Street tacos are the best. Sure, tacos and a liquada sitting down in a restaurant can be nice, but standing on the corner in the sun downing a couple fresh street tacos with a friend can’t be beat.
One of the things about simple living is the few things we own can be “nicer” because we don’t distribute budget across extra items.
Instead of six or seven pairs of sixty dollar shoes we can have two pairs of two hundred dollar shoes. And if we shop at Nordsrtom Rack, that’s two pairs of $400 dollar shoes. Those are nice shoes!
Same with shirts, jackets, anythng.
While higher quality goods tend to last longer anyway, I like to do what I can to make them last as long as possible.
The hardest thing on clothes is washing. Machine washing. So don’t. Learn how to hand wash everything you can. You will be amazed how long good quality clothes last if you hand wash them.
But how? Isn’t that a major pain in the ass? Actually, not really. The first few times may be challenging if you haven’t done it before but I quickly got used to just doing it.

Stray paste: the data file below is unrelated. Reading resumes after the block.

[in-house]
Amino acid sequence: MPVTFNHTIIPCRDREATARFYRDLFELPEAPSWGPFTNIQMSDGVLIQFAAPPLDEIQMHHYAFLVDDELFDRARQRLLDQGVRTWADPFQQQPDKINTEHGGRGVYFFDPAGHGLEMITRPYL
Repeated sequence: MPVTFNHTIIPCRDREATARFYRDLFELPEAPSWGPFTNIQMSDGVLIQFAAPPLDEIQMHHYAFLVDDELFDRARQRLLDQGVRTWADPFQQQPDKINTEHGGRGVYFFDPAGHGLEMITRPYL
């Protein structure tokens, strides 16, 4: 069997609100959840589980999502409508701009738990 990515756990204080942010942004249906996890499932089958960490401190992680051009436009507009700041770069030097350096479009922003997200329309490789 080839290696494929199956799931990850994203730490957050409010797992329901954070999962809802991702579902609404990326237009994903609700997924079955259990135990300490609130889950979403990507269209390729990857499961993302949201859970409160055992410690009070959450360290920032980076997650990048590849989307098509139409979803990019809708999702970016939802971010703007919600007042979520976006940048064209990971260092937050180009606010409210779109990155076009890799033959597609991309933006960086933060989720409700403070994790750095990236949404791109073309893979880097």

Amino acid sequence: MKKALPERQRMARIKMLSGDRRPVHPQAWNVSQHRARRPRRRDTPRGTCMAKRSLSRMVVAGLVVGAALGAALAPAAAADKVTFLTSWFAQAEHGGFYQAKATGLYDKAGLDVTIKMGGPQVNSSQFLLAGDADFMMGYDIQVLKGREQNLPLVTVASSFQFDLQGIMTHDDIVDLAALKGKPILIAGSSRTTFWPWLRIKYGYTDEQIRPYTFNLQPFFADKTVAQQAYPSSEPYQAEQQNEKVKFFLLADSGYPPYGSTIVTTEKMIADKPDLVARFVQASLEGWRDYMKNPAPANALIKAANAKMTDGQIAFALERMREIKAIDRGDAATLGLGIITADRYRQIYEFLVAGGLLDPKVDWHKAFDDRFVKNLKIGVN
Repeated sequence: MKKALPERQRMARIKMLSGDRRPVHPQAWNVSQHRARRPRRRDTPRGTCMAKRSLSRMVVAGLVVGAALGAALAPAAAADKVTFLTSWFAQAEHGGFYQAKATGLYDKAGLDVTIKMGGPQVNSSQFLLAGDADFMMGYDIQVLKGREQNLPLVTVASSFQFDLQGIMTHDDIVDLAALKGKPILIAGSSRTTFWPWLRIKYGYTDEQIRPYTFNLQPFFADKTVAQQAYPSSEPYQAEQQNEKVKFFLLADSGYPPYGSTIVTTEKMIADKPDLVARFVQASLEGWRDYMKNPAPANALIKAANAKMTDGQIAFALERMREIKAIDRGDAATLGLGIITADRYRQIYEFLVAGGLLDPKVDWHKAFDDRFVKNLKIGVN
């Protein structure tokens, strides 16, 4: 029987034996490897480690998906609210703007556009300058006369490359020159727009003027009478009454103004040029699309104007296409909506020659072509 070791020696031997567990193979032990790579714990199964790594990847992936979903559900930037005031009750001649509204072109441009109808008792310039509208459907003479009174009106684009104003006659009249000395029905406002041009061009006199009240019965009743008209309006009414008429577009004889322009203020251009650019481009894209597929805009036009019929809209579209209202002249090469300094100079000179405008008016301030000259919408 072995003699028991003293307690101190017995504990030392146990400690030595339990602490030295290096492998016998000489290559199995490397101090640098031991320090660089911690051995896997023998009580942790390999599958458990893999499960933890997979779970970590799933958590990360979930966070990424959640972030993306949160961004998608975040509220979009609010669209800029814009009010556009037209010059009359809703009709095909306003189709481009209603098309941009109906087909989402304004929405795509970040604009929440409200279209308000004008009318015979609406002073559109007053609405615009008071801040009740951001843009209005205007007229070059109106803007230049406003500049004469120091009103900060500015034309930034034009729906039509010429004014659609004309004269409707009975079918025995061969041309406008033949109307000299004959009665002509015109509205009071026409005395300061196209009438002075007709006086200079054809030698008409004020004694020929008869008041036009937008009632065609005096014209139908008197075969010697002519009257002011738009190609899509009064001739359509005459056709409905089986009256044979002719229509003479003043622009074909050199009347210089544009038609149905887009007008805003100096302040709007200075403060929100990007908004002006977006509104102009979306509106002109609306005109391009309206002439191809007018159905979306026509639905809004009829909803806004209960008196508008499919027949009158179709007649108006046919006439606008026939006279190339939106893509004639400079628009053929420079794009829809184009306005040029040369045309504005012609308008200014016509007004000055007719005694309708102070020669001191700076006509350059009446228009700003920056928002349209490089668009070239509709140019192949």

You’re going to want a bucket of some sort. Nearly anything will do. A cleaning bucket, an empty paint can, a roasting pan, anything. Since I travel so light right now I use a medium sized OR dry bag. Yes, a bag. Works a treat.
For socks and unders, just take them into the shower with you. Two pairs of socks and two pairs of unders and you always have clean ones.
I have traveled with one pair of trousers and one shirt. I wash them before going to bed and put them right back on in the morning. On St Thomas or in Playa del Carmen, this worked great.
When I was van dwelling with a health club, I would wash everything in the shower at the club, burrito roll them in a towel and put them right back on. In southern California they were often dry by the time I got back to the van. Certainly by the time I got to the restaurant. But I have done this in Seattle, too. Both my shirt and my trousers are nylon so not only do they last an eternity they are warm wet and dry quickly, too.